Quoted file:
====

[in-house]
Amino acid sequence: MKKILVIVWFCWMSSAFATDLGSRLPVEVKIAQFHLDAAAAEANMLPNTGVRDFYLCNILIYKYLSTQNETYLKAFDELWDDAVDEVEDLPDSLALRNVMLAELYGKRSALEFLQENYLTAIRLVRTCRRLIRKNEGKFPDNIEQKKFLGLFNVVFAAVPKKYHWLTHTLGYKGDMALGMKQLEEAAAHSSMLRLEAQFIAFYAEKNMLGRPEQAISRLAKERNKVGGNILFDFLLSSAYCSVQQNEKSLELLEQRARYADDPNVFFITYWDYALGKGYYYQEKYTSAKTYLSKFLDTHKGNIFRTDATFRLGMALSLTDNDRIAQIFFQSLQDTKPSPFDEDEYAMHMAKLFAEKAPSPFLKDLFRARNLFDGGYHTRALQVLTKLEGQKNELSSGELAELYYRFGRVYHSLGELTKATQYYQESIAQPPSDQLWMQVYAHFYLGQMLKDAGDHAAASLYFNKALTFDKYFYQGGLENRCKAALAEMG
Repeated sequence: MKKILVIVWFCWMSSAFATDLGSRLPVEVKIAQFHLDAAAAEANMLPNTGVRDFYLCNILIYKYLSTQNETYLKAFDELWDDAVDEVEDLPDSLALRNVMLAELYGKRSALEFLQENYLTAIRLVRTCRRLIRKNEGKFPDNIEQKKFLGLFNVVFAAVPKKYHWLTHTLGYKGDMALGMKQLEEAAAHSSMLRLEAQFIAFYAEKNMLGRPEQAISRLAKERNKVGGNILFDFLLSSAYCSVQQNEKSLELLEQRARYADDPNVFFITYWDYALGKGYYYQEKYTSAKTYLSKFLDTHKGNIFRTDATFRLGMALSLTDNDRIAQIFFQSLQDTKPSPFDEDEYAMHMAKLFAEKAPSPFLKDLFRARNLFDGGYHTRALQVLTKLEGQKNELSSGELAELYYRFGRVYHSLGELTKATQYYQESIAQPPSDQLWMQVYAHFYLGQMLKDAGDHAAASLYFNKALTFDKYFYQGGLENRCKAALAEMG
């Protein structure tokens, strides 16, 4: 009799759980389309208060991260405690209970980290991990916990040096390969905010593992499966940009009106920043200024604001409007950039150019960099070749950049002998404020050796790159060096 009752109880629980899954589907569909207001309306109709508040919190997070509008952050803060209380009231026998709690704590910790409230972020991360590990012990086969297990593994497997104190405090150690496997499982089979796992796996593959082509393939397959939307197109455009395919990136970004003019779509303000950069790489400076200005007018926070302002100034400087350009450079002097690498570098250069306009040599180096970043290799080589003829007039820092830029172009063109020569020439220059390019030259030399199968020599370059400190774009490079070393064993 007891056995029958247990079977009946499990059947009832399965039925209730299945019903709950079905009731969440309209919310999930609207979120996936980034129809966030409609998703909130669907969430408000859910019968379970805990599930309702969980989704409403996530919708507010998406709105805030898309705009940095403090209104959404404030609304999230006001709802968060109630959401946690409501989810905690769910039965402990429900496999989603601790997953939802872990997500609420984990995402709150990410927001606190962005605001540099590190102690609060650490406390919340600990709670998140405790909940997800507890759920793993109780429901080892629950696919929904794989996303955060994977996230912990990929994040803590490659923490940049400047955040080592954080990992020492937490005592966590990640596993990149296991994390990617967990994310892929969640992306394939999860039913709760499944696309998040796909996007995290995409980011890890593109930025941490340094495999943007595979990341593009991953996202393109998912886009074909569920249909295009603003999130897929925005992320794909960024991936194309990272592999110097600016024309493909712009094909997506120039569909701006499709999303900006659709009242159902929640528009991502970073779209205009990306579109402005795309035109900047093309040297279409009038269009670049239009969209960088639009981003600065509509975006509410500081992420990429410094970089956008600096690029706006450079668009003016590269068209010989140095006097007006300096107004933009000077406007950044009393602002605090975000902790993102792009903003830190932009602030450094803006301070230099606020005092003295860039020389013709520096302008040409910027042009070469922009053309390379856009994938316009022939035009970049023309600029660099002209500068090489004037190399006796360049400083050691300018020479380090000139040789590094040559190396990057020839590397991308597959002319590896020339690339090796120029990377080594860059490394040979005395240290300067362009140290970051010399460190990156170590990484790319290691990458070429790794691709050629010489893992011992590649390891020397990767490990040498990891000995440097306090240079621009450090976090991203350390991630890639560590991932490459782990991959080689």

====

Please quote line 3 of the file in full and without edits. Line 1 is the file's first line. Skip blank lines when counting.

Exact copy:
Repeated sequence: MKKILVIVWFCWMSSAFATDLGSRLPVEVKIAQFHLDAAAAEANMLPNTGVRDFYLCNILIYKYLSTQNETYLKAFDELWDDAVDEVEDLPDSLALRNVMLAELYGKRSALEFLQENYLTAIRLVRTCRRLIRKNEGKFPDNIEQKKFLGLFNVVFAAVPKKYHWLTHTLGYKGDMALGMKQLEEAAAHSSMLRLEAQFIAFYAEKNMLGRPEQAISRLAKERNKVGGNILFDFLLSSAYCSVQQNEKSLELLEQRARYADDPNVFFITYWDYALGKGYYYQEKYTSAKTYLSKFLDTHKGNIFRTDATFRLGMALSLTDNDRIAQIFFQSLQDTKPSPFDEDEYAMHMAKLFAEKAPSPFLKDLFRARNLFDGGYHTRALQVLTKLEGQKNELSSGELAELYYRFGRVYHSLGELTKATQYYQESIAQPPSDQLWMQVYAHFYLGQMLKDAGDHAAASLYFNKALTFDKYFYQGGLENRCKAALAEMG